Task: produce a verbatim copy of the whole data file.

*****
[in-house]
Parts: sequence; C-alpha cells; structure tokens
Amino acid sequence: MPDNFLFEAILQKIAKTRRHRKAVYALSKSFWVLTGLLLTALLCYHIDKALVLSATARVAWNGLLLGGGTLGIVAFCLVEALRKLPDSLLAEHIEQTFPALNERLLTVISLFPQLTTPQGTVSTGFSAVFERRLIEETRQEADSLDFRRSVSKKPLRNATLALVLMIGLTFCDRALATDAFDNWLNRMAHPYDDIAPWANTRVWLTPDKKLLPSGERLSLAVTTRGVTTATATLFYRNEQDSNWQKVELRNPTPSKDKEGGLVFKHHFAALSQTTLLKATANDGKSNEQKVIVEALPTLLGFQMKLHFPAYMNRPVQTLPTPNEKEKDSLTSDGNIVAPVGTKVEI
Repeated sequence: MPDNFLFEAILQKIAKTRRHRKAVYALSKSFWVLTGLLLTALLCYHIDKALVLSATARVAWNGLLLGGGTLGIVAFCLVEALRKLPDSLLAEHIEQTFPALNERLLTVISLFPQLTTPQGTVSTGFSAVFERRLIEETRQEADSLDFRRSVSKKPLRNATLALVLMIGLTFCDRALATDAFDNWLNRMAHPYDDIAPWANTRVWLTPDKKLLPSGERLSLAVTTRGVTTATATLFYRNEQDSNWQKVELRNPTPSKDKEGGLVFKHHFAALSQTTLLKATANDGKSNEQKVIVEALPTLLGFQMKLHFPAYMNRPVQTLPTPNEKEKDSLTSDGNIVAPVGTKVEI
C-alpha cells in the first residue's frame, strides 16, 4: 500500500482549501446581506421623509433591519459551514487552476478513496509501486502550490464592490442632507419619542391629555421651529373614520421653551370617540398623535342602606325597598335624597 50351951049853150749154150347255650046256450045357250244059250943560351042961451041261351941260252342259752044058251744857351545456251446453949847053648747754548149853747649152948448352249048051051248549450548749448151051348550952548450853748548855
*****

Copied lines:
[in-house]
Parts: sequence; C-alpha cells; structure tokens
Amino acid sequence: MPDNFLFEAILQKIAKTRRHRKAVYALSKSFWVLTGLLLTALLCYHIDKALVLSATARVAWNGLLLGGGTLGIVAFCLVEALRKLPDSLLAEHIEQTFPALNERLLTVISLFPQLTTPQGTVSTGFSAVFERRLIEETRQEADSLDFRRSVSKKPLRNATLALVLMIGLTFCDRALATDAFDNWLNRMAHPYDDIAPWANTRVWLTPDKKLLPSGERLSLAVTTRGVTTATATLFYRNEQDSNWQKVELRNPTPSKDKEGGLVFKHHFAALSQTTLLKATANDGKSNEQKVIVEALPTLLGFQMKLHFPAYMNRPVQTLPTPNEKEKDSLTSDGNIVAPVGTKVEI
Repeated sequence: MPDNFLFEAILQKIAKTRRHRKAVYALSKSFWVLTGLLLTALLCYHIDKALVLSATARVAWNGLLLGGGTLGIVAFCLVEALRKLPDSLLAEHIEQTFPALNERLLTVISLFPQLTTPQGTVSTGFSAVFERRLIEETRQEADSLDFRRSVSKKPLRNATLALVLMIGLTFCDRALATDAFDNWLNRMAHPYDDIAPWANTRVWLTPDKKLLPSGERLSLAVTTRGVTTATATLFYRNEQDSNWQKVELRNPTPSKDKEGGLVFKHHFAALSQTTLLKATANDGKSNEQKVIVEALPTLLGFQMKLHFPAYMNRPVQTLPTPNEKEKDSLTSDGNIVAPVGTKVEI
C-alpha cells in the first residue's frame, strides 16, 4: 500500500482549501446581506421623509433591519459551514487552476478513496509501486502550490464592490442632507419619542391629555421651529373614520421653551370617540398623535342602606325597598335624597 50351951049853150749154150347255650046256450045357250244059250943560351042961451041261351941260252342259752044058251744857351545456251446453949847053648747754548149853747649152948448352249048051051248549450548749448151051348550952548450853748548855